After close to four years, I finally started to get better even tho` things in my life had actually gotten worse. I was very thin and looked awful and had wound up in another crisis that I am not going to elaborate on out respect for others involved at the time. All I can say is sometimes we can deeply damage ourselves trying too hard to save others especially when we are sick ourselves. I started eating better out of fear that not eating much and not sleeping much would make me crazier than I already was. This may sound silly, but Peanut M&Ms, helped. Ultimately, between eating better, a few people who had faith in me in spite of myself and finally getting my “fight” back in a small way by writing in a journal, I started onto the road to recovery. I found a writing class where I gradually felt accepted and learned not to run away because I felt unaccepted. I am still in that class and still writing and have learned to have faith in myself whether people “like” me or not. I have learned SO much and am thankful for every day regardless of the painful and sad things are in my life. I`ve learned to endure and keep on keeping on. There is joy in the little blessings and serendipities (sp?) that come along each day.
    It is a huge leap for me to put my story out there online. I don`t even have a Facebook account. Reading your story and another story on grief gave me the courage to take the first steps in sharing my story. I just want to bring hope and joy to others who are suffering, struggling and trying to make something good out of their lives. I smile at strangers and look for the spark of uniqueness and dignity in others. The greatest gift there is is to honor the innate dignity in our fellow travellers in this life. Respect is so important because it sends the message to others that they are valuable. We have to do the work of moving forward ourselves but it makes such a difference when we know there are others sharing the walk of life with us without judgement and unkindness and accepting that we are not going to get those things from everybody.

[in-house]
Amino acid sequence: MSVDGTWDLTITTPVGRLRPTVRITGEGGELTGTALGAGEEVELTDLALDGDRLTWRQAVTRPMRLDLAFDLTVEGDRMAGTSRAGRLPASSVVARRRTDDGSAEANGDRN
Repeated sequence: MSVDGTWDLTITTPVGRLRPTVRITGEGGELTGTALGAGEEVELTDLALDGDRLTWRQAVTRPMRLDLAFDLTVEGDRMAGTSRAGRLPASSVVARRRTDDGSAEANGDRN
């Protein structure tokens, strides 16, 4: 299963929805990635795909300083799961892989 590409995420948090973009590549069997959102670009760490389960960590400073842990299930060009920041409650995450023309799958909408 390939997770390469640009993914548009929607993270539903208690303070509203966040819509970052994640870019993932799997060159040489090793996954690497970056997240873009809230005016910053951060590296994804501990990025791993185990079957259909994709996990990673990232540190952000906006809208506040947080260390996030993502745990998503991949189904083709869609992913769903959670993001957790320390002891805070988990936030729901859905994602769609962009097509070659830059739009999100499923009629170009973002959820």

Peace & blessings, Kathy D.

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  9. Bailey

    Thank you so much, I’ve delt and am dealing with the feelings you’re talking about and I just wanted to say thank you for saying I’m worth it.

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  10. Kim

    Rachael –
    “Use the hurt you’ve felt and the tears you’ve shed to show someone that they’re not alone. Make your story have a purpose.” Thank you. When we are sure our life has no purpose, that encouragement is a light in the darkness, something to move towards, a reason when we thought there were none.

    Thank you.

    Reply  |  
  11. Leslie

    Thanks for your blog post.
    The drudgery of life is just too much these days. It’s all I can do to make it to work. It’s not getting easier. “you need to mean something to yourself” hmmm. Something to think about.

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  12. Richard

    I am (regrettably) a suicide survivor. Not a day goes by where I don’t hate myself more for my lack of success and my asinine promise that I wouldn’t do so again. I’ve been at bottom for 30+ years and all I have found is that people will happily throw their trash down the bottom. this is how they deal with it. Throw it away and pretend like it does not exist. I’ve read a few (too many?) posts like this and what I have learned is that so many people really have no idea what the bottom looks like. But it has helped as well as I now have a definite plan in motion. By mid-summer 2020 I will have “disappeared”. No one will know how, where or when and will simply ask “Whatever happened to him?” and the only answer will be ‘I don’t know”.

    Sometimes the bottom is just too far to climb back up from

    Reply  |  
    1. TWLOHA


      We know how hard it can be to have hope when you are consumed by these thoughts. But please remember that hope is defiant, it exists in the heaviest of times even when we can’t see it. We hope you’ll allow us and others to hold on to that hope for you, we hope you’ll reach out for the support you deserve. Would you email us at [email protected] so we can connect you to some resources and learn more about you? It would be our honor.

      You can also reach out to our friends at Crisis Text Line if you ever want to talk to someone about this over text. It’s free and available 24/7. All you have to do is text TWLOHA to 741741.

      You are worthy of hope and help, Richard. Please stay.


      Reply  |  
  13. Kelley

    You are Love
    Thank you

    Reply  |